He noted that we, as a species, had not come to grips with the explosive events that have changed our relationship with the planet. In trying to address  the problems we created  dedicated environmental departments in our national, regional and local governments, but this just turned environment into one more special interest, like education, health, and agriculture. This “anthropocentric” view envisions the world revolving around US. So we create departments of forests, fisheries and oceans, and environment whose ministers and top bureaucrats are less concerned with the health and well-being of the actual forests, fish, oceans or the environment than with the resources and the economies that depend on them and are derived from them. We had still failed to make the point, and to act accordingly, that our lives, health and livelihoods absolutely depend on the biosphere — quality air, water, soil, sunlight, and biodiversity.

David’s concerns are not new, in fact they’re related to two prevailing social paradigms, one of which has been around for at least five millennia. The Dominant Social Paradigm (DSP) is comprised of three basic beliefs:

  1. technology will spare the planet, and all things detrimental can be resolved with continued pursuit of industrial advancement;
  2. economic growth and prosperity will resolve any disinterest or dissatisfaction with societal problems; and
  3. political representatives in office are there for the benefit of the people and their country, and that ultimately they, and only they, have the capability to handle policies that effect society as a whole.

We can see this basic philosophy as driving current top-level Canadian philosophy surrounding resources development and management.

Widespread societal concern for environmental deterioration, by comparison, is relatively new. The New Ecological Paradigm (NEP) had its roots in the US environmental movement of the 1960s and 1970s, and was partly inspired by Rachel Carson and her bestseller Silent Spring which drew sharp attention to the ecosystem dangers of chemical pollution. The NEP has been loosely based on three key propositions:

  1. environmental protection is possible through limitations on industrial and population growth;
  2. planetary demise is directly correlated with human-influenced interactions with natural ecosystems and landscapes; and
  3. humans are one, usually the major, cause of global environmental deterioration.

Four decades after the birth of the NEP there continues to be ongoing argument on how to properly address global issues. Significantly, social surveys of DSP and NEP protagonists have not, so far, revealed any great willingness on either side to change behaviours or beliefs.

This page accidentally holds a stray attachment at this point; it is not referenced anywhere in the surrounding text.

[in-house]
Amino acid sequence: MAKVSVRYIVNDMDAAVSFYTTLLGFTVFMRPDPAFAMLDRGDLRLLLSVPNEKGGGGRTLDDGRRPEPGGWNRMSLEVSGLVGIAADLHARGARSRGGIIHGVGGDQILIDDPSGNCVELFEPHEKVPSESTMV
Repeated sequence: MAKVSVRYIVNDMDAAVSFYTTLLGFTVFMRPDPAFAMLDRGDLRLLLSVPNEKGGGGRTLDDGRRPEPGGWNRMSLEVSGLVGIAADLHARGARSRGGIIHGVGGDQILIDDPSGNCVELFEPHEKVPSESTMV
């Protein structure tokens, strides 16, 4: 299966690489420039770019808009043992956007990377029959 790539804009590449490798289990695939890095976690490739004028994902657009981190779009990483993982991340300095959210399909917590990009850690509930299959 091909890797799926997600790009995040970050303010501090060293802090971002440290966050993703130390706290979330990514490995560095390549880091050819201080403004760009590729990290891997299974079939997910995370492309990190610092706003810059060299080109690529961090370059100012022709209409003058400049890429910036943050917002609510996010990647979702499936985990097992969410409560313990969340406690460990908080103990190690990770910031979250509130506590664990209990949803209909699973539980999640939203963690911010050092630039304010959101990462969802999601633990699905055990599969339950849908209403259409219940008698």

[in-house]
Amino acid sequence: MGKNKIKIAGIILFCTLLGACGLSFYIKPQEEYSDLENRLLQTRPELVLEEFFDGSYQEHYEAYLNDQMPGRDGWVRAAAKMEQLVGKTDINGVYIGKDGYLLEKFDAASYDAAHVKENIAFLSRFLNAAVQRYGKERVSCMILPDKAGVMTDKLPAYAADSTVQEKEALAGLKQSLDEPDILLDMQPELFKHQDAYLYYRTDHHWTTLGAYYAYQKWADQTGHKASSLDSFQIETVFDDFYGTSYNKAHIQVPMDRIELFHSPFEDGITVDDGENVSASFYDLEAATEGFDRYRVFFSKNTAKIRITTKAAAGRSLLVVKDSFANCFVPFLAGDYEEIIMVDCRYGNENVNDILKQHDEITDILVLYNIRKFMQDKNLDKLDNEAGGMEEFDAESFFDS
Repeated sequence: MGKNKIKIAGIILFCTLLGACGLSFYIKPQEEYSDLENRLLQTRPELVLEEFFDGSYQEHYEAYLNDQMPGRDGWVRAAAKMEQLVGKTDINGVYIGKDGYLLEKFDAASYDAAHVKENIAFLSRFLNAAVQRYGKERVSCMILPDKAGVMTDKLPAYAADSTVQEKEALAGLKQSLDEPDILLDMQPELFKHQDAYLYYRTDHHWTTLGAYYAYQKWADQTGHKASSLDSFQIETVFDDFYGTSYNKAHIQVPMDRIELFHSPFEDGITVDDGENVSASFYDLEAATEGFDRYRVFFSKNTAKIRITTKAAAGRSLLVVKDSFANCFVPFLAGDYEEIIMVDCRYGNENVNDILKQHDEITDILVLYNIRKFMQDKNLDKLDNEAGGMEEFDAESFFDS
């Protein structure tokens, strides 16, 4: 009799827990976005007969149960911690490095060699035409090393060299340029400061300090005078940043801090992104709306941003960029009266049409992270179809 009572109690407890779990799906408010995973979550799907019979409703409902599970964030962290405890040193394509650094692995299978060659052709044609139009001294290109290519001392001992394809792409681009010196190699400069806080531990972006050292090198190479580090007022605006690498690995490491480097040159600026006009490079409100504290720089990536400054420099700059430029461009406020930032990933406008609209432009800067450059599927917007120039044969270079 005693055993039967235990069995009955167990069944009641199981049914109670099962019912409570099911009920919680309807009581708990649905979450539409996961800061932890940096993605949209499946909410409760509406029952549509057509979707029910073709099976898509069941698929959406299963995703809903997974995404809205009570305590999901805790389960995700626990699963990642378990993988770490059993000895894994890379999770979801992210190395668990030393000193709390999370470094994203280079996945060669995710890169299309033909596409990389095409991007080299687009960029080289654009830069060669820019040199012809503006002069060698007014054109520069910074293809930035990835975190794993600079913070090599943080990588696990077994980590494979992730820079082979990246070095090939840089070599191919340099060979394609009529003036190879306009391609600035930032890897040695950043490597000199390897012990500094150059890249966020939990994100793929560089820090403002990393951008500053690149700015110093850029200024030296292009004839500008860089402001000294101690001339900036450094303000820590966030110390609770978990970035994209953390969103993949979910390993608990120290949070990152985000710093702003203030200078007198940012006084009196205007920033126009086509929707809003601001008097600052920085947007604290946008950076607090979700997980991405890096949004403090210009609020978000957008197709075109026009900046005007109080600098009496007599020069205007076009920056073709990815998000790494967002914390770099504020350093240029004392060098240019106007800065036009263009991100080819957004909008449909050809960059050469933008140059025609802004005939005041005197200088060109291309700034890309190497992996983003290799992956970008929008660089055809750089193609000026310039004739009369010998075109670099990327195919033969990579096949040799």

All of this has very practical implications for the Suzuki Elders and the ways in which we carry out our activities. As we state in our strategic plan our goals are to mentor, motivate and support others in dialogue and action on environmental issues, and we attempt to achieve this through educating, communicating and non-partisan advocacy.  It follows that nothing much will be achieved if we’re trying to communicate with policy-makers, political representatives, business leaders and/or  our fellow Canadians if they’re all imbued with lots of DSP. In fact, that’s the main reason for the oft-heard lament from the Elders “Why won’t they listen to us?”

Are we faced with a permanent stand-off between the DSP’ers and the NEP’ers?  Possibly. The DSP has been around for a long time, indicating that at least some of its concepts are deeply embedded in the human psyche.  But, in thinking more about it, I suggest we NEP’ers, like the rest of humanity, easily fall into the boundary trap.

We love sharp boundaries between categories of things, be they rocks, birds, people or ideas. “Them” and “us”.  “Good” and “bad”. “Black” and “white”. “Red-shafted flickers” and “yellow-shafted flickers”. “Good” ideas and “bad” ideas. The list is endless.  But the categorization is usually for our personal satisfaction, it doesn’t stand up to close scrutiny.  Modern genetics has shown that many groups of animals or plants assigned to different genera or species are actually more similar to one another than they are different. Politicians spend inordinate amounts of time haranguing one another over policy differences, but then seem quite capable of reaching a commonly accepted solution when they run out of debating time.

So I’m suggesting two things:-

  1. that the differences between people, communities, interest groups and the like on the subjects of environmental protection, resource exploitation and all similar issues which take up much space and time in our daily media are not sharply divided but are rather blobs on a continuum of personal opinion and involvement from one extreme to the other; and